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Book

Reinventing 'The Invention of Tradition'?

Indigenous Pasts and the Roman Present

Author
Dietrich Boschung, Alexandra W. Busch, Miguel John Versluys
Date
01 August 2015

Thirty years ago Eric Hobsbawm and Terence Ranger introduced The invention of tradition as a concept to explain the creation and rise of certain traditions in times of profound cultural change. Taking stock of current theoretical understandings and focusing on the Roman world, this volume explores the concept of 'inventing traditions' as a means to understand processes of continuity, change and cultural innovation. The notion has been highly influential among studies concerned with the Greek and Roman eastern Mediterranean. Elsewhere in the Roman world and traditions other than Greek, however, have been neglected. This volume aims to evaluate critically the usefulness of the idea of 'inventing traditions' for the successor culture that was Rome. It focuses on the western part of the Roman Empire, which has been virtually ignored by such studies, and on non-Greek traditions. Why, in the Roman present, were some (indigenous) traditions forgotten while others invented or maintained? Using the past for reasons of legitimation in a highly volatile present is a cultural strategy that (also) characterises our present-day, globalized world. Can 'inventing traditions' be regarded as a common human characteristic occurring throughout world history?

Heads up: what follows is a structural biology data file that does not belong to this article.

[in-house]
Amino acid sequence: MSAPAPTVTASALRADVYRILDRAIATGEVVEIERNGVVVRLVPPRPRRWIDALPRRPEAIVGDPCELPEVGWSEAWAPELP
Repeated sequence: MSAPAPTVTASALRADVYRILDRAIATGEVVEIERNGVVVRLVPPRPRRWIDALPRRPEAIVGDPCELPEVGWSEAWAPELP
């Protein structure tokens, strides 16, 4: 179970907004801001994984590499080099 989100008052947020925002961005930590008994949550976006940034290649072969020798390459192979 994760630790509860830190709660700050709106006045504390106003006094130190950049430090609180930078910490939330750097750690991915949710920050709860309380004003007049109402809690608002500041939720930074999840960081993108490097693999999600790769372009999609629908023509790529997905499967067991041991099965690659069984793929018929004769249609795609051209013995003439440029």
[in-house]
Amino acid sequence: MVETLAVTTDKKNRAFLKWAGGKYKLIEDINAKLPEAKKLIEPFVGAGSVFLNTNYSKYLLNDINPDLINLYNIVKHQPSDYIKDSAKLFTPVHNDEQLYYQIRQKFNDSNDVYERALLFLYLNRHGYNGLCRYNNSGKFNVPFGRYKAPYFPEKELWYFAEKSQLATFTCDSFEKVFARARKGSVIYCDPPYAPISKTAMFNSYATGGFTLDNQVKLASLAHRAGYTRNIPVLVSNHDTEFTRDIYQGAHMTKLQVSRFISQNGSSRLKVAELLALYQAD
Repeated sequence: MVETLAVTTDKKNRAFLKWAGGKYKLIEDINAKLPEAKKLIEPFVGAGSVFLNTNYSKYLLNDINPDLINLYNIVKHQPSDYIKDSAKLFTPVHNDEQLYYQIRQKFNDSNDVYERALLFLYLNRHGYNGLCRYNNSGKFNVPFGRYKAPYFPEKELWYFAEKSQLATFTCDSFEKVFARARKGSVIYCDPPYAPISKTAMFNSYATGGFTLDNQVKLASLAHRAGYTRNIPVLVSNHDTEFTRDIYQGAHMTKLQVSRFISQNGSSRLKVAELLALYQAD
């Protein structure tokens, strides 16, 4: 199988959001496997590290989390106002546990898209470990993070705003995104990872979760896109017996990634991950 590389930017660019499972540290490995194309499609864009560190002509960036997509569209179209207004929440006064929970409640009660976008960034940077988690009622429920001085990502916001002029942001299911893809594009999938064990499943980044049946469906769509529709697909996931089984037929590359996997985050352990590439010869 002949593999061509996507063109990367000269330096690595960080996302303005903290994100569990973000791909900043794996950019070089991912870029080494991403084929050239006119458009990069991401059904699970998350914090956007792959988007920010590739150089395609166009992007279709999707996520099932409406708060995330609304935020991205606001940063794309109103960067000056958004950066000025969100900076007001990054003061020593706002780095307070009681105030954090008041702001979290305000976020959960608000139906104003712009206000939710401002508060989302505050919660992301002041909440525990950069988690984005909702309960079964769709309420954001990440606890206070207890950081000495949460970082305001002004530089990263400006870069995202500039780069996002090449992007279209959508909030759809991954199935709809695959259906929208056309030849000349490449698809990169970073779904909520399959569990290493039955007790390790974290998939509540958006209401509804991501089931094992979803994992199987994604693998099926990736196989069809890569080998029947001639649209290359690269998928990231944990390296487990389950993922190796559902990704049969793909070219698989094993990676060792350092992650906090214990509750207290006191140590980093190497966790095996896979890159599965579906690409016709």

The book, produced in cooperation with the German Institute for Advanced Study Morphomata http://www.morphomata.uni-koeln.de/en/, is one of the outcomes of the recently finished VIDI project Cultural innovation in a globalizing society. Egypt in the Roman world led by Dr. Miguel John Versluys. Amongst other essays, the book presents articles by Versluys himself and by Prof. Dr. David Fontijn.

The concept of 'inventing traditions' matters greatly to all archaeological and historical research, around the globe and across time. The first copy of the book was therefore presented to the Dean of the Faculty of Archaeology, Prof. Dr. Corinne Hofman, on December 10 2015.

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